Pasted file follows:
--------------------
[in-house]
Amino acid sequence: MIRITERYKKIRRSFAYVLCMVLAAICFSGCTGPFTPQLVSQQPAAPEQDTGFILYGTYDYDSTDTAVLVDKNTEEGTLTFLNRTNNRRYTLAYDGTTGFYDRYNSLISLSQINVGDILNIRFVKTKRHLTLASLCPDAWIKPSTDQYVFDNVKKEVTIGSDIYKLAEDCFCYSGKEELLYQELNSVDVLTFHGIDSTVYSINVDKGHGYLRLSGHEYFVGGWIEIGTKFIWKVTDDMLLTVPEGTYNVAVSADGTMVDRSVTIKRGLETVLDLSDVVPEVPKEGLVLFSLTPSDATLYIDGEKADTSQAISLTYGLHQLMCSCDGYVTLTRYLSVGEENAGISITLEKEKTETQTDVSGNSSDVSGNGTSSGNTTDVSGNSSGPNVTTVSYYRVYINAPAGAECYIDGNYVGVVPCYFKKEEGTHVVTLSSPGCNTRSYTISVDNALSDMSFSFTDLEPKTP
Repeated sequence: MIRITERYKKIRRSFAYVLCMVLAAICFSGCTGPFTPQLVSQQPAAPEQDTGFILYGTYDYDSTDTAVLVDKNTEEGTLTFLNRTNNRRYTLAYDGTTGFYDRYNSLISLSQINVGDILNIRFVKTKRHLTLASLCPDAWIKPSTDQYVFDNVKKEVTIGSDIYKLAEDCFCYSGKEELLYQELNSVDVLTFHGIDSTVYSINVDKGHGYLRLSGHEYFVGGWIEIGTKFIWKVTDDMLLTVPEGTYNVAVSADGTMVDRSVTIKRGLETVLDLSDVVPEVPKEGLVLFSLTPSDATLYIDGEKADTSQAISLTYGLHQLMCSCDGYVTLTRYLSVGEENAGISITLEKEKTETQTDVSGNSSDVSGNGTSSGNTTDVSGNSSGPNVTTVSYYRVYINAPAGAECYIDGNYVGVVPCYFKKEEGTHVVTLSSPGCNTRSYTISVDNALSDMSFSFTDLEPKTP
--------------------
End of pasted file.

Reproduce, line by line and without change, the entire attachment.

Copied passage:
[in-house]
Amino acid sequence: MIRITERYKKIRRSFAYVLCMVLAAICFSGCTGPFTPQLVSQQPAAPEQDTGFILYGTYDYDSTDTAVLVDKNTEEGTLTFLNRTNNRRYTLAYDGTTGFYDRYNSLISLSQINVGDILNIRFVKTKRHLTLASLCPDAWIKPSTDQYVFDNVKKEVTIGSDIYKLAEDCFCYSGKEELLYQELNSVDVLTFHGIDSTVYSINVDKGHGYLRLSGHEYFVGGWIEIGTKFIWKVTDDMLLTVPEGTYNVAVSADGTMVDRSVTIKRGLETVLDLSDVVPEVPKEGLVLFSLTPSDATLYIDGEKADTSQAISLTYGLHQLMCSCDGYVTLTRYLSVGEENAGISITLEKEKTETQTDVSGNSSDVSGNGTSSGNTTDVSGNSSGPNVTTVSYYRVYINAPAGAECYIDGNYVGVVPCYFKKEEGTHVVTLSSPGCNTRSYTISVDNALSDMSFSFTDLEPKTP
Repeated sequence: MIRITERYKKIRRSFAYVLCMVLAAICFSGCTGPFTPQLVSQQPAAPEQDTGFILYGTYDYDSTDTAVLVDKNTEEGTLTFLNRTNNRRYTLAYDGTTGFYDRYNSLISLSQINVGDILNIRFVKTKRHLTLASLCPDAWIKPSTDQYVFDNVKKEVTIGSDIYKLAEDCFCYSGKEELLYQELNSVDVLTFHGIDSTVYSINVDKGHGYLRLSGHEYFVGGWIEIGTKFIWKVTDDMLLTVPEGTYNVAVSADGTMVDRSVTIKRGLETVLDLSDVVPEVPKEGLVLFSLTPSDATLYIDGEKADTSQAISLTYGLHQLMCSCDGYVTLTRYLSVGEENAGISITLEKEKTETQTDVSGNSSDVSGNGTSSGNTTDVSGNSSGPNVTTVSYYRVYINAPAGAECYIDGNYVGVVPCYFKKEEGTHVVTLSSPGCNTRSYTISVDNALSDMSFSFTDLEPKTP